Glen Sonmor was also a teacher in Hamilton at the time. He coached high school hockey as well, so we used to spend quite a bit of time together.  We played in a old-timers, Monday night hockey games. I can’t say the hockey was any good but it made us thirsty enough to go to a tavern at the end of the game.

He got a chance to go to Ohio State when they were beginning their hockey program. I don’t know how he ended up down there but I think it may have been Johnny Mariucci who connected him.  Johnny was the coach at the University of Minnesota, where Glen lived for a while after losing his eye playing pro hockey. Glen coached at Ohio State for a couple of years and when Johnny retired, he took the University of Minnesota job.  That’s when my phone rang with Glen asking me if I was interested in taking the job at Ohio State.  I went down there, coached, took my Master’s on a very slow course and taught in the physical education department for six years.

Ohio State needed to build a new rink to compete against the other hockey schools like Wisconsin, Minnesota, and other Big Ten hockey schools but the university was not prepared to do it. But we just couldn’t compete with schools offering 15 scholarships.


I decided to move back to Toronto to run the Harris/Keon hockey school and ended up coaching one year of junior hockey in Hamilton. This is the year before the inception of the WHA, and Glen Sonmor was managing the Minnesota Fighting Saints and readying for the inaugural season. He made me the unofficial Fighting Saints OHL scout. I kept my eye out for players who might have a chance of playing pro. The next year, when the league started, he invited me to come down and work as an assistant coach for him. He was the manager/coach, but at midseason, I took on the head coaching duties and Glen focused on stealing players from the NHL as the general manager. We had a great time in Minnesota. I was there until it folded.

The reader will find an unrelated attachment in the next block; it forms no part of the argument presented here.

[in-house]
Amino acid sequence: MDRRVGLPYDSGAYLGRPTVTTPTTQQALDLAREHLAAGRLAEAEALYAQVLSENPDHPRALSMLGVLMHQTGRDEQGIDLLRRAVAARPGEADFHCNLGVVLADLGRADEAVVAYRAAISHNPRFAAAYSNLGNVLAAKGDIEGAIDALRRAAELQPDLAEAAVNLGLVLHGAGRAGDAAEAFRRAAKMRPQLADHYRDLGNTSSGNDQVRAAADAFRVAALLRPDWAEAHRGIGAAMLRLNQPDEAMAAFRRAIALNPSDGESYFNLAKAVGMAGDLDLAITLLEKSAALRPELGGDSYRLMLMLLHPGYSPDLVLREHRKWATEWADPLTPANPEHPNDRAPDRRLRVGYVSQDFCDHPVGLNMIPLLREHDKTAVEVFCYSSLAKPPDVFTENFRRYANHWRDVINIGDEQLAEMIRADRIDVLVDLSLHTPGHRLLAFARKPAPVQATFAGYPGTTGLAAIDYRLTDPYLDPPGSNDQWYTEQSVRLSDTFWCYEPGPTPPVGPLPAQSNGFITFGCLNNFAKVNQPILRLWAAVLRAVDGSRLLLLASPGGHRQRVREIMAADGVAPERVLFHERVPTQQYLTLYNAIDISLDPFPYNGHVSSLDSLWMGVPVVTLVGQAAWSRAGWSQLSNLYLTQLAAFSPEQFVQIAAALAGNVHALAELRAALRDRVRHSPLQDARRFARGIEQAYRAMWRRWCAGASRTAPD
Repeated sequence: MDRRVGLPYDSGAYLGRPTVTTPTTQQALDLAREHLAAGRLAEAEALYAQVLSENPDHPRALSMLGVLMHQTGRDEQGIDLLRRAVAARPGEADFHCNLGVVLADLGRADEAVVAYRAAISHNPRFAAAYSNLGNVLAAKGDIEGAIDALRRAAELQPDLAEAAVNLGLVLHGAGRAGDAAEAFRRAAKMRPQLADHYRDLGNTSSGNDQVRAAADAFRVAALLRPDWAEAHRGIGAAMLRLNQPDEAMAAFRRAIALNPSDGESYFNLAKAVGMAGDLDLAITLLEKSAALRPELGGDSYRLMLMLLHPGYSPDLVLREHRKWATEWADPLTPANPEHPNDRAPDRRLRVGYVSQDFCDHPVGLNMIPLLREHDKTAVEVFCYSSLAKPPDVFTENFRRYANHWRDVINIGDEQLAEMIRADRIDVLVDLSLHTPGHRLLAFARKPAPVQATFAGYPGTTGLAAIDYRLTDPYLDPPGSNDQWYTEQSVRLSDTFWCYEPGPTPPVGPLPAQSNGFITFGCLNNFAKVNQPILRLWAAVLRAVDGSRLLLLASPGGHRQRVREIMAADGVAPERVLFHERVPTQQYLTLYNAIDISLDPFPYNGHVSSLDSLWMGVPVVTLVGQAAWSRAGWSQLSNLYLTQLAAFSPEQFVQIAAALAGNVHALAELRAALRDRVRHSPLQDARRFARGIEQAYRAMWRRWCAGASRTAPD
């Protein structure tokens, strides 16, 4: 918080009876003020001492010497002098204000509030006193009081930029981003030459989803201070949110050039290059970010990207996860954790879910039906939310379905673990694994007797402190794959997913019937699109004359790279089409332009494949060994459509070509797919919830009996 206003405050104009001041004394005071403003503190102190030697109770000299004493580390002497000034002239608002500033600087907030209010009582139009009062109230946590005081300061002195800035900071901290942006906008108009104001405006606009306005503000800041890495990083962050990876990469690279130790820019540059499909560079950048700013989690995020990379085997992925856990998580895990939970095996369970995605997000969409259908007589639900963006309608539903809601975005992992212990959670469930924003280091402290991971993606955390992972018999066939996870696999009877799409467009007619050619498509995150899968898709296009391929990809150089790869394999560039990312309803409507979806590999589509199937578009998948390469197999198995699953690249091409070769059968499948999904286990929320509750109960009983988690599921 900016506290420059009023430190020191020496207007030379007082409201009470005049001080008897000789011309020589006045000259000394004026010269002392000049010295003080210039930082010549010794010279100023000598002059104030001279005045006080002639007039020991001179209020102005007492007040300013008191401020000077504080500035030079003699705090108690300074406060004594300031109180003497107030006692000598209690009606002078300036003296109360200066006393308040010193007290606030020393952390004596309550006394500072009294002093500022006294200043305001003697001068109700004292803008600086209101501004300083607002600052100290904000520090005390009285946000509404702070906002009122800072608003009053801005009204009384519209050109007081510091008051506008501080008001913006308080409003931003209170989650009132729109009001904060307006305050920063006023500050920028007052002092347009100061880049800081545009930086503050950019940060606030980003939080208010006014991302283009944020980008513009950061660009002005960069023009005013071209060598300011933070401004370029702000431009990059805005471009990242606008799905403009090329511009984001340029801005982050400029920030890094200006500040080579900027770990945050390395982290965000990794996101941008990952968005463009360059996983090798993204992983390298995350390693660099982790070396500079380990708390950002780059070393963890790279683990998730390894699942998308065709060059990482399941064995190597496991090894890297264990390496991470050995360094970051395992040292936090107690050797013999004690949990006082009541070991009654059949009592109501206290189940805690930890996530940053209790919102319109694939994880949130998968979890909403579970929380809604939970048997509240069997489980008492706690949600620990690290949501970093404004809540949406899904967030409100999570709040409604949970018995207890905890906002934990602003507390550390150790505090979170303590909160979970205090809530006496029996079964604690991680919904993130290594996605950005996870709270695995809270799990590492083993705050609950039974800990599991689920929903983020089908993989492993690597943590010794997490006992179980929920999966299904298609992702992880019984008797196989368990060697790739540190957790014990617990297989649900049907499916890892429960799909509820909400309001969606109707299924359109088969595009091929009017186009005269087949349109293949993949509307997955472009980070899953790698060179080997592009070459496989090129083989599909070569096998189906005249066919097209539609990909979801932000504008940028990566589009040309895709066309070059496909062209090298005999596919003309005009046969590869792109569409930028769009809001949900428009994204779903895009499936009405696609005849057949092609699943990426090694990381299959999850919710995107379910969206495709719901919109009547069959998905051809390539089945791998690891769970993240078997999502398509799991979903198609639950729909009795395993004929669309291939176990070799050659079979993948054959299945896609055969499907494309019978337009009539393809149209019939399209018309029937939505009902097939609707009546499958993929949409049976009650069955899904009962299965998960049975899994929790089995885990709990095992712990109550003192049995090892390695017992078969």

I often tell current players that they should be thanking the WHA because we doubled salaries by paying them twice as much to leave and the NHL paid them more to get them to stay. Some of the players we signed were excellent players, like Dave Keon, for example.  This was the first time that there was any major increase in salaries in the NHL because there was competition. It didn’t last very long but while it did the players were the beneficiaries. Furthermore, it meant the creation of six or eight pretty good NHL-level teams as well.  The Hartford WHA team I coached after Minnesota folded was much better than the NHL team in Vancouver I moved to, no doubt about it. But by then, the WHA was on shaky ground so when I got a chance to go to the NHL I took it.  If those circumstances hadn’t occurred, I would have stayed in Hartford. I loved living there and coaching there; not to mention, we had some excellent players.

For a lot of players, the WHA was a chance to make more money and play quality hockey. But for a unique group of 18, 19, and 20-year-olds that weren’t allowed to play in the NHL –  – including Gretzky, Messier, and Gartner – the WHA offered a chance to play pro. There must have been at least a dozen or two of these young fellas in the WHA. The WHA was pretty good hockey. Not as good as we thought but a lot better than the NHL thought, that’s for sure. If you look at how many players that moved onto the NHL from the WHA, the numbers speak for themselves.



Your email address will not be published. Required fields are marked *